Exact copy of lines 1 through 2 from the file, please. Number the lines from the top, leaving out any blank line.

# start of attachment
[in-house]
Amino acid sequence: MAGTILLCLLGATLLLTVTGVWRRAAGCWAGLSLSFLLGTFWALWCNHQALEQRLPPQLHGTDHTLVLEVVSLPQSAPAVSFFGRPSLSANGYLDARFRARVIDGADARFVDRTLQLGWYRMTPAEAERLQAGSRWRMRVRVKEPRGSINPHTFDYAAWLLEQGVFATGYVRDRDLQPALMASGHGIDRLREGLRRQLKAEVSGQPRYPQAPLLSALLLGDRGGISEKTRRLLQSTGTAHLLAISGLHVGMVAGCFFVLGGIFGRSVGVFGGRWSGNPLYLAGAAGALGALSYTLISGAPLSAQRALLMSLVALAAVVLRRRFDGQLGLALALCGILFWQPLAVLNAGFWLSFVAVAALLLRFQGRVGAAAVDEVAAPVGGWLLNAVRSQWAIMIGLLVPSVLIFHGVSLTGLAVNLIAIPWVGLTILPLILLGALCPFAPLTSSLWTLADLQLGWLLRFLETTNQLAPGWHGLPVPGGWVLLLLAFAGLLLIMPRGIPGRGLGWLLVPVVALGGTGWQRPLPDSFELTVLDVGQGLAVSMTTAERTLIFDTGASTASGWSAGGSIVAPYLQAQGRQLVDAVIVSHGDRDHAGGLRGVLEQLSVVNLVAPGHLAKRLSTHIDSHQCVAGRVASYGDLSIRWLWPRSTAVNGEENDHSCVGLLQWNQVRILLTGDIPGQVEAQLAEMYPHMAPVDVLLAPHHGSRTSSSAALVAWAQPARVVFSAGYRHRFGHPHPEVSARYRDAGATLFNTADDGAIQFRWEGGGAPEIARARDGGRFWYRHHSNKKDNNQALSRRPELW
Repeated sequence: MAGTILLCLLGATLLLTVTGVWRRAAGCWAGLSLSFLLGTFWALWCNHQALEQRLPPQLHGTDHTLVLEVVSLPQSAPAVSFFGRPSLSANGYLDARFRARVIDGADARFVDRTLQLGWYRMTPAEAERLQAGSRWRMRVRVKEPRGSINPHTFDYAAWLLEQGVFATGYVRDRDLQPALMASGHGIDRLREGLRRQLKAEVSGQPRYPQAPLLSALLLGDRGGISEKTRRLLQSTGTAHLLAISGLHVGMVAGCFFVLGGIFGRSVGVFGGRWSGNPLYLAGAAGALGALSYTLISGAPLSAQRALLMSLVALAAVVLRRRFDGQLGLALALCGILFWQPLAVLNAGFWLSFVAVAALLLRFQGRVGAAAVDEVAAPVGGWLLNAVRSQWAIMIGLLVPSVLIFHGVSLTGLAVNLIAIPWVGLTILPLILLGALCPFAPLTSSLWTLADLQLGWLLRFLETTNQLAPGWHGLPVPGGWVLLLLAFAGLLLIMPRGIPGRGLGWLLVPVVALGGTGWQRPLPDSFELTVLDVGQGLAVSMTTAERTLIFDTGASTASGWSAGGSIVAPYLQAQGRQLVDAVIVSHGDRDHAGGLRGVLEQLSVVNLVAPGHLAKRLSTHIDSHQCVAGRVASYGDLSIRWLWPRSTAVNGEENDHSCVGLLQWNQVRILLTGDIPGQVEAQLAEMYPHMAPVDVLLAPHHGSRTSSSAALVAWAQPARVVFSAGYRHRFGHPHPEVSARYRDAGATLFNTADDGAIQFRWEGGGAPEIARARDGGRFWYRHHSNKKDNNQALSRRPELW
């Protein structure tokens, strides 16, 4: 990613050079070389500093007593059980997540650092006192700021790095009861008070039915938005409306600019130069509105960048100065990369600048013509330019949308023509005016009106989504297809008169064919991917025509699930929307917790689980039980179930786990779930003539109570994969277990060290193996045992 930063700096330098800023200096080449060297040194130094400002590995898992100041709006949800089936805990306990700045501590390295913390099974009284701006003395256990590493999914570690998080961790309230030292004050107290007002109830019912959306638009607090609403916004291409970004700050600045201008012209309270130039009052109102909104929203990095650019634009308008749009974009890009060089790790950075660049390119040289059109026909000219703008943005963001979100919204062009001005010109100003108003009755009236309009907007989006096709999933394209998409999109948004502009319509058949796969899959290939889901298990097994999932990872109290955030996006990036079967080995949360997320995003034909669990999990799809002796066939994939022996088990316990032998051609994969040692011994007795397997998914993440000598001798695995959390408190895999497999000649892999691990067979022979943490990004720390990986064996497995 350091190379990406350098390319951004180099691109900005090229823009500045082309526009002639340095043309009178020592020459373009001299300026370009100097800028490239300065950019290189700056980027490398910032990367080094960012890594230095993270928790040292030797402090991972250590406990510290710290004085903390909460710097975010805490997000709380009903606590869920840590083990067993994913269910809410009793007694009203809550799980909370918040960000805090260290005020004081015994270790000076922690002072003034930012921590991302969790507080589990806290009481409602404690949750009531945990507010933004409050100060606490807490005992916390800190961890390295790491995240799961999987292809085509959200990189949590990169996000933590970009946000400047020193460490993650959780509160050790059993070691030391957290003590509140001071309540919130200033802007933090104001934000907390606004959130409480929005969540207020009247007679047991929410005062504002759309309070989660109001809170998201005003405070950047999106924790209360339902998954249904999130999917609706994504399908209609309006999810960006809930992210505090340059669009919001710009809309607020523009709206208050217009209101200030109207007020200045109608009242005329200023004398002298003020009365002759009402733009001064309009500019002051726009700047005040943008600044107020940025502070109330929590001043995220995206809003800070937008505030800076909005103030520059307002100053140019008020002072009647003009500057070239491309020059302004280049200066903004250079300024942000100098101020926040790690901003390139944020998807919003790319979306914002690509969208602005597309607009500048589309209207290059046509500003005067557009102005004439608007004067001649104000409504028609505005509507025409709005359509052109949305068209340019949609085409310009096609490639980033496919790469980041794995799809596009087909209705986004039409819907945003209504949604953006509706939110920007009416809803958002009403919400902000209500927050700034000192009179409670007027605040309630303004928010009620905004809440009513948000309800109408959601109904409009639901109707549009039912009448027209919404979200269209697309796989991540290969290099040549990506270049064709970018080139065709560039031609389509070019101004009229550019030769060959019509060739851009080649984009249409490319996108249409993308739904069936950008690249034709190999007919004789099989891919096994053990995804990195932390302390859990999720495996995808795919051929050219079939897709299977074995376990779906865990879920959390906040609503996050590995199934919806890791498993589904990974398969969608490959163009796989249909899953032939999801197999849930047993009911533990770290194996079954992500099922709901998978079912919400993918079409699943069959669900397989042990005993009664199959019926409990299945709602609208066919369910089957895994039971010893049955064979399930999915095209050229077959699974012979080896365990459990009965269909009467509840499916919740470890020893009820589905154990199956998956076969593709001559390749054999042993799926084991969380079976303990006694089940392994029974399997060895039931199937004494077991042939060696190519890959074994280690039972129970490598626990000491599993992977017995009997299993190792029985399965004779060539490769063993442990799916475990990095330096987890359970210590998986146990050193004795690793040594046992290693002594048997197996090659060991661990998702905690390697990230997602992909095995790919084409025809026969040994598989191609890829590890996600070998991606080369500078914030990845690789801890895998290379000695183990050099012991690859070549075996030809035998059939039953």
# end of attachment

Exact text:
[in-house]
Amino acid sequence: MAGTILLCLLGATLLLTVTGVWRRAAGCWAGLSLSFLLGTFWALWCNHQALEQRLPPQLHGTDHTLVLEVVSLPQSAPAVSFFGRPSLSANGYLDARFRARVIDGADARFVDRTLQLGWYRMTPAEAERLQAGSRWRMRVRVKEPRGSINPHTFDYAAWLLEQGVFATGYVRDRDLQPALMASGHGIDRLREGLRRQLKAEVSGQPRYPQAPLLSALLLGDRGGISEKTRRLLQSTGTAHLLAISGLHVGMVAGCFFVLGGIFGRSVGVFGGRWSGNPLYLAGAAGALGALSYTLISGAPLSAQRALLMSLVALAAVVLRRRFDGQLGLALALCGILFWQPLAVLNAGFWLSFVAVAALLLRFQGRVGAAAVDEVAAPVGGWLLNAVRSQWAIMIGLLVPSVLIFHGVSLTGLAVNLIAIPWVGLTILPLILLGALCPFAPLTSSLWTLADLQLGWLLRFLETTNQLAPGWHGLPVPGGWVLLLLAFAGLLLIMPRGIPGRGLGWLLVPVVALGGTGWQRPLPDSFELTVLDVGQGLAVSMTTAERTLIFDTGASTASGWSAGGSIVAPYLQAQGRQLVDAVIVSHGDRDHAGGLRGVLEQLSVVNLVAPGHLAKRLSTHIDSHQCVAGRVASYGDLSIRWLWPRSTAVNGEENDHSCVGLLQWNQVRILLTGDIPGQVEAQLAEMYPHMAPVDVLLAPHHGSRTSSSAALVAWAQPARVVFSAGYRHRFGHPHPEVSARYRDAGATLFNTADDGAIQFRWEGGGAPEIARARDGGRFWYRHHSNKKDNNQALSRRPELW